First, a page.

“Sweet Malida: Memories of a Bene Israel Woman” by Zilka Joseph

(zilkajoseph.com) (zilkajoseph.com)

Sweet malida is a dish made from rice grains softened in water mixed with sugar and dried fruit and nuts. It’s enjoyed in Afghan, Indian and Pakistani homes, and it’s also a dish popular with the Bene Israel, a Jewish community with a 2000 year history in India. Zilka Joseph has written before about her Bene Israel background, but her new book, Sweet Malida: Memories of a Bene Israel Woman, is a more vivid account of the origins of the Bene Israel and its many delicious culinary dishes.

In the title poem, “Sweet Malida”, Joseph begins with the ingredients of this dish and goes on to note how food unites:


Cooling, light
on the palate, and
to the body and the spirit,
it was a welcome in the heat
of day or night. We, like
our Muslim, Christian and Hindu
neighbors and friends,
had many foods in common,
and we often celebrated together
their festivals or ours.


Sweet Malida: Memories of a Bene Israel Woman, Zilka Joseph (Mayapple, February 2024)
Sweet Malida: Memories of a Bene Israel Woman, Zilka Joseph (Mayapple, February 2024)

Her poem “Eliyahu Hanabi” is about the malida ceremony in honor of the prophet Elijah; in her author’s note at the end of the book, Joseph explains that Elijah is an important prophet for the Bene Israel. Other poems revolve around sweet dishes like halwa and a raisin sherbet that is used to break the Yom Kippur fast. In “My Cup Runneth Over”, Joseph writes in an essay format to describe how her family made this raisin sherbet or sharbath, as it was called in the Bene Israel community. This is just a small part of the piece:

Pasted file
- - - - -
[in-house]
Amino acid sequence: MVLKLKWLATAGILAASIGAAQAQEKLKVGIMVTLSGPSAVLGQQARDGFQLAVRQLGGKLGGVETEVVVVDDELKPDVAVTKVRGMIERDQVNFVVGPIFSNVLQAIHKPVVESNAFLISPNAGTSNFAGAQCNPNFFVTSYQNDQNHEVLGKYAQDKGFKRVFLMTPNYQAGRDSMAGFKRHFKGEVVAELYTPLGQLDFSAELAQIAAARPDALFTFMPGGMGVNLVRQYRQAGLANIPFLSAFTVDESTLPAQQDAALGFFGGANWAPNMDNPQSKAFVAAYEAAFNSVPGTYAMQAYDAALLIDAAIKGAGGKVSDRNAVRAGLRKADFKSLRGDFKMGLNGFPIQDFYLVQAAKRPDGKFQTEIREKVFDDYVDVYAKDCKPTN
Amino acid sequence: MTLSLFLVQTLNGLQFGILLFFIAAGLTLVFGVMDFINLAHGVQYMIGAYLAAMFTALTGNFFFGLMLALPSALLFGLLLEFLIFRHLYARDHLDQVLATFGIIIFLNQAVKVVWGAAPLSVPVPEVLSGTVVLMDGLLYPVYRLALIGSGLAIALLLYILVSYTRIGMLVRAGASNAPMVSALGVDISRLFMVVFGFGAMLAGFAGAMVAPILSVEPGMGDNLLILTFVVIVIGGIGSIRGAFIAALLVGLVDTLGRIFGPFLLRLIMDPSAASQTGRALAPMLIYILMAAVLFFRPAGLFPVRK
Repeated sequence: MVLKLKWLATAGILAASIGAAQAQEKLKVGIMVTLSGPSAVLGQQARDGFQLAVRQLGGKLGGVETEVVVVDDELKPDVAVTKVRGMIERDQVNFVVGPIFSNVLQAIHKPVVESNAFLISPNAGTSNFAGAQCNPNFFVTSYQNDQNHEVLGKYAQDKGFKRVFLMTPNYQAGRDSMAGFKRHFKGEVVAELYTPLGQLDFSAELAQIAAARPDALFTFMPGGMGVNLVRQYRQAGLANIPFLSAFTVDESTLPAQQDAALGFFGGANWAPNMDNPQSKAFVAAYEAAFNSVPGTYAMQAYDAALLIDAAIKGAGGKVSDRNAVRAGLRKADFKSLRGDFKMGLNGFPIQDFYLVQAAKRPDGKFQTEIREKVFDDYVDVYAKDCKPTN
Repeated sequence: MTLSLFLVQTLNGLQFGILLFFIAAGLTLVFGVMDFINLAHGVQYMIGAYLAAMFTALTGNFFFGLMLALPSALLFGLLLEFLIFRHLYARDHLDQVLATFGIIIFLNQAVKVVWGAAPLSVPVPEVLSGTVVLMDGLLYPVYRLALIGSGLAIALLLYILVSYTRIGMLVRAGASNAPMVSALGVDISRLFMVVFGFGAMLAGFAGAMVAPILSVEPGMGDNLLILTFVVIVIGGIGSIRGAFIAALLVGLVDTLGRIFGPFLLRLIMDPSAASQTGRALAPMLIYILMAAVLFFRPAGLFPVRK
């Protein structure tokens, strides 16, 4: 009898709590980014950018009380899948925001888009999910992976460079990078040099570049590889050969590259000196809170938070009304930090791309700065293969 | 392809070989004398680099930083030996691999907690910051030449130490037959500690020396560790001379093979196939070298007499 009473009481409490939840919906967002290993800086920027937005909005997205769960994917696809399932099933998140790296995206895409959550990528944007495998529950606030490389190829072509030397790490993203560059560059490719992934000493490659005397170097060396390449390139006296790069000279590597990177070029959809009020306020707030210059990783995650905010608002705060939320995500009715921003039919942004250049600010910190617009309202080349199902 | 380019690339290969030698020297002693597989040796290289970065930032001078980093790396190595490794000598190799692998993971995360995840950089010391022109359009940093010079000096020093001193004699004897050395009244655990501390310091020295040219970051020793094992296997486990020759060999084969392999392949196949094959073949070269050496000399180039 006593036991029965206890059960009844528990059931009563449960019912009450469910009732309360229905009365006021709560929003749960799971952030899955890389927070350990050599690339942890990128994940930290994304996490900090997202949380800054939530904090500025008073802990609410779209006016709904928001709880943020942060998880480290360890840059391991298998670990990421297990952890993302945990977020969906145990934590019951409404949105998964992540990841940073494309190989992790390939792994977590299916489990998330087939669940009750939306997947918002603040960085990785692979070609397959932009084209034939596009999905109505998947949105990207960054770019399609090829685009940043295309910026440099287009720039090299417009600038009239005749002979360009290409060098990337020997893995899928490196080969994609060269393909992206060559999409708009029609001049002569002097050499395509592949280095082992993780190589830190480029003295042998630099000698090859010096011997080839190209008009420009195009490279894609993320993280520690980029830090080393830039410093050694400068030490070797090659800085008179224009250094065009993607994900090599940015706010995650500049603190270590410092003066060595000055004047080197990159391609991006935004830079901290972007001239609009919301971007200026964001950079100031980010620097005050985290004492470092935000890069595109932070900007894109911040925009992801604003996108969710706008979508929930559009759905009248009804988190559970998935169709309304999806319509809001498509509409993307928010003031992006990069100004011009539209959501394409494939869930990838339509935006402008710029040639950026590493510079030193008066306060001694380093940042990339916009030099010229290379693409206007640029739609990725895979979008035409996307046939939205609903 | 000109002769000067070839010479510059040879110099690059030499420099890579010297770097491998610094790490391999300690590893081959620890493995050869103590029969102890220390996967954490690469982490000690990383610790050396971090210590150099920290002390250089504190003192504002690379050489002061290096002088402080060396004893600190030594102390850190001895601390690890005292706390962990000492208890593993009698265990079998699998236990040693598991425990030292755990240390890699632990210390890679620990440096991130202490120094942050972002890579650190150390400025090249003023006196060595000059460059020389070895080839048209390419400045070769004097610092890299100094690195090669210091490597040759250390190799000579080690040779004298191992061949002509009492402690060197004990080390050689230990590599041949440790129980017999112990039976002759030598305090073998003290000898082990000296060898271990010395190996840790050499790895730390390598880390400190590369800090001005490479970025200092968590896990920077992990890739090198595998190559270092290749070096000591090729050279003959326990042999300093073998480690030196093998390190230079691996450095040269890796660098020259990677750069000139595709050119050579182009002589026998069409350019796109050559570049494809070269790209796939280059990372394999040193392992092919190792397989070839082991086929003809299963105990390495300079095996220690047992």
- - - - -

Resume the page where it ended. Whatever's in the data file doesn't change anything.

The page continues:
I am a small child. It is Kolkata in the late 1960s. I would get in the way, trip my silver-haired grandmother up by getting entangled in her sari, but she would never shoo me away. The dusty raisins (that looked like those ugly pig ticks to me sometimes) were obsessively picked over, de-stemmed, washed thoroughly, and soaked in water in a stainless steel dish. Covered and left to soak in the corner of the kitchen.


Joseph’s poems about the origins of the Bene Israel and her family’s history, including her grandfather’s World War I military service in Egypt and Palestine, are just as vivid in the way they tell of her upbringing in India and the stories she heard as a child.

Returning to her food poetry, Joseph writes in “Never Forget the Chironje” about her mother and grandmother cooking together, including the following, which nicely summarizes the nostalgia in this collection.


who knew heaven could be like this
it was never enough to hang around
my mother and grandmother
while they worked
sweat beading their brows
and tempers sharp


but it was my obsession to watch
like a hawk and wrap myself
in the fragrance and to wait
they knew great secrets
I would never learn

Susan Blumberg-Kason is the author of Good Chinese Wife: A Love Affair with China Gone Wrong.